Scientists and NASA officials who spearheaded development of a space-based missile defense system in the 1980s are urging its revival to counter emerging nuclear threats from North Korea and other rogue states.
False alarms over a North Korean missile attack on Hawaii this month indicate how Pyongyang’s nuclear capability has taken center stage as America’s main security concern since the North Korean government’s recent testing of ICBMs capable of reaching the United States.
The controversial U.S. Space Defense Initiative (SDI), started under President Ronald Reagan, was often ridiculed as “Star Wars” by critics in the U.S. Congress and media who balked at its high cost.
Many also questioned its effectiveness against the Soviet Union’s massive and sophisticated nuclear arsenal.
Back on the drawing board?
The program never got past the drawing board and was largely abandoned at the end of the Cold War.
“Everybody lost interest in SDI when the Soviet Union collapsed, but vast technological advances over the past 30 years and the emerging nuclear threat from North Korea revive its need and feasibility,” says Robert Scheder, a systems analyst with the RAND Corp. who designed the original model for space-based defense.
He conducted early simulations with a weapon system consisting of orbiting rockets equipped with sensor technology designed to intercept attacking missiles at the “boost phase,” or immediately after launch, before they can release decoys and countermeasures.
But there were significant technological shortcomings.
The fleet of satellite interceptor systems, also known as Brilliant Pebbles or Smart Rocks, could not entirely neutralize a Russian first strike involving thousands of nuclear warheads, according to Scheder.
They could, however, provide fail-safe protection against the threat now posed by North Korea, which can only launch a maximum of three or four missiles at a time, he told VOA in an interview from his home in Spain.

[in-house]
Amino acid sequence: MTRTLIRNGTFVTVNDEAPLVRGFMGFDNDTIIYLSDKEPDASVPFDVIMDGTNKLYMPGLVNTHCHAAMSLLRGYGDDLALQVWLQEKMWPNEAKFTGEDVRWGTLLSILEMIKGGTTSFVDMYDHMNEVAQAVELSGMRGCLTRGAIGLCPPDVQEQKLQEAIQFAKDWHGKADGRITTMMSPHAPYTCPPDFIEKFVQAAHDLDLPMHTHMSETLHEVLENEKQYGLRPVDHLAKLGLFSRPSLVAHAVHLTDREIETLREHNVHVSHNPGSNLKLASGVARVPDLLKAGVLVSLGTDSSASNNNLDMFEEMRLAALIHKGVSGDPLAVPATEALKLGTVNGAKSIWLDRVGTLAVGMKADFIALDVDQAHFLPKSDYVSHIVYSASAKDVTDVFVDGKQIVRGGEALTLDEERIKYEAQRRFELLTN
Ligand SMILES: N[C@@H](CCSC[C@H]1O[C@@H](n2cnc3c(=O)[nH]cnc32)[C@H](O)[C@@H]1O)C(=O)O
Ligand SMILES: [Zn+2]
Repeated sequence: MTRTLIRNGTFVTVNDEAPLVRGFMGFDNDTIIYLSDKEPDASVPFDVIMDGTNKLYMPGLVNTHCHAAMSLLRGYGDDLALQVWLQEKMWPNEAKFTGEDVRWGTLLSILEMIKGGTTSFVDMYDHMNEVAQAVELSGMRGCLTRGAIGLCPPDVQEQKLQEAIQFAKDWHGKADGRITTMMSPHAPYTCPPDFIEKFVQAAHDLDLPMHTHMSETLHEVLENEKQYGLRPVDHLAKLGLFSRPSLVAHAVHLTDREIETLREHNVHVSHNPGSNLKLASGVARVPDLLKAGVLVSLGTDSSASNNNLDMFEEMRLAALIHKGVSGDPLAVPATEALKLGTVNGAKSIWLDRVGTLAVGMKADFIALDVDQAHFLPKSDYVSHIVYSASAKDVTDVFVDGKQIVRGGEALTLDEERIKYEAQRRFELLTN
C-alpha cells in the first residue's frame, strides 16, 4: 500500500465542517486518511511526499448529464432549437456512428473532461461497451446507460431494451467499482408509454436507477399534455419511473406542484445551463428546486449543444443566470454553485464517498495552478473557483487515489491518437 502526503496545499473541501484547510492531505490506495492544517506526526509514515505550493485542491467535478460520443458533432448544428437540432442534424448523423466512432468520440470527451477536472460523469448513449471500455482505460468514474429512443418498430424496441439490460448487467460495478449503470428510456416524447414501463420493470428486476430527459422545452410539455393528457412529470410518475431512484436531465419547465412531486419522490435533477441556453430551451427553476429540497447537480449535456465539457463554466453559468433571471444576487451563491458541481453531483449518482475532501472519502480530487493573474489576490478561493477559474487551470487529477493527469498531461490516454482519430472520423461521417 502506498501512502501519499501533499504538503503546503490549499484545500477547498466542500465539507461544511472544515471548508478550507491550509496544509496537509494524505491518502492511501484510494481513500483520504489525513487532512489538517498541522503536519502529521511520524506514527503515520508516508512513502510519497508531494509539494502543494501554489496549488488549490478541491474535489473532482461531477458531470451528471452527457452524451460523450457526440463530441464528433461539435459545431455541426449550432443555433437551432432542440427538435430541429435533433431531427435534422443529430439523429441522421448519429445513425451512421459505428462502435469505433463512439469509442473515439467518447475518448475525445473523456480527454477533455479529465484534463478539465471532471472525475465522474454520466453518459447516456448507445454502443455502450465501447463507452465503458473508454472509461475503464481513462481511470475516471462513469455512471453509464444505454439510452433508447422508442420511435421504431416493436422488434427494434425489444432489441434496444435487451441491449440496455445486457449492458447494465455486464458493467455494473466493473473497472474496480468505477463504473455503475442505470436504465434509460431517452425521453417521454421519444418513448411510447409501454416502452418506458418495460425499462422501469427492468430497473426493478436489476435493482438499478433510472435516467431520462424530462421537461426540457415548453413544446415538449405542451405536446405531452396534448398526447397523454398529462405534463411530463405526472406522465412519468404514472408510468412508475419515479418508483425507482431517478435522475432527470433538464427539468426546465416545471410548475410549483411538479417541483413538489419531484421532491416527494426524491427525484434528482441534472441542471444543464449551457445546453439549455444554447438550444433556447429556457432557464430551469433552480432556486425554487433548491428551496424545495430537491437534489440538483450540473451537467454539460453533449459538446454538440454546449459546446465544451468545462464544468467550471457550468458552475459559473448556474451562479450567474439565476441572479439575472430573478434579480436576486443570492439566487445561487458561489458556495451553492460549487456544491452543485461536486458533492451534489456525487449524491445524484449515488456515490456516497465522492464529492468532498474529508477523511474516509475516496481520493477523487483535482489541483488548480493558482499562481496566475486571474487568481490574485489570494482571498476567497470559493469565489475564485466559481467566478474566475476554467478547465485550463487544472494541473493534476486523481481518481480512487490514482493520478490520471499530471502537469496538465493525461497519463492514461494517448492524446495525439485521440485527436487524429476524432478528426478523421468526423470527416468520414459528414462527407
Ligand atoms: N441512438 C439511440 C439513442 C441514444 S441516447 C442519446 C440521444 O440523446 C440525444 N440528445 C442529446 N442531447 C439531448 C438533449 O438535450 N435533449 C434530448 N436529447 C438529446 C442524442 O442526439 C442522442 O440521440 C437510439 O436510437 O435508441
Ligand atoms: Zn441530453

Critics: It’s still lacking
Thomas Roberts, a critic of space-based defense at the Center for Strategic and International Studies in Washington, says that even a small salvo of missiles could penetrate the space shield.
“The enemy can first launch a decoy to make a gap through the interceptor shield and then launch a salvo through that gap, which the Pentagon cannot close fast enough,” Roberts said.
At least 1,600 killer satellites would be needed to fully cover the Earth, costing defense dollars that could be just as effectively spent in deploying more conventional interceptor missiles and launching more satellites to track, surveil and identify incoming enemy missiles.
The calculated $100 billion cost for placing thousands of Brilliant Pebbles in orbit would have absorbed the entire U.S. defense budget in the 1980s.
“But the much smaller size of satellites and advances in miniaturization technology would limit the cost substantially in today’s terms,” Scheder said.
Commercially available space technology currently produced by Tesla and other contractors would also lower development costs and shorten deployment time, according to NASA experts.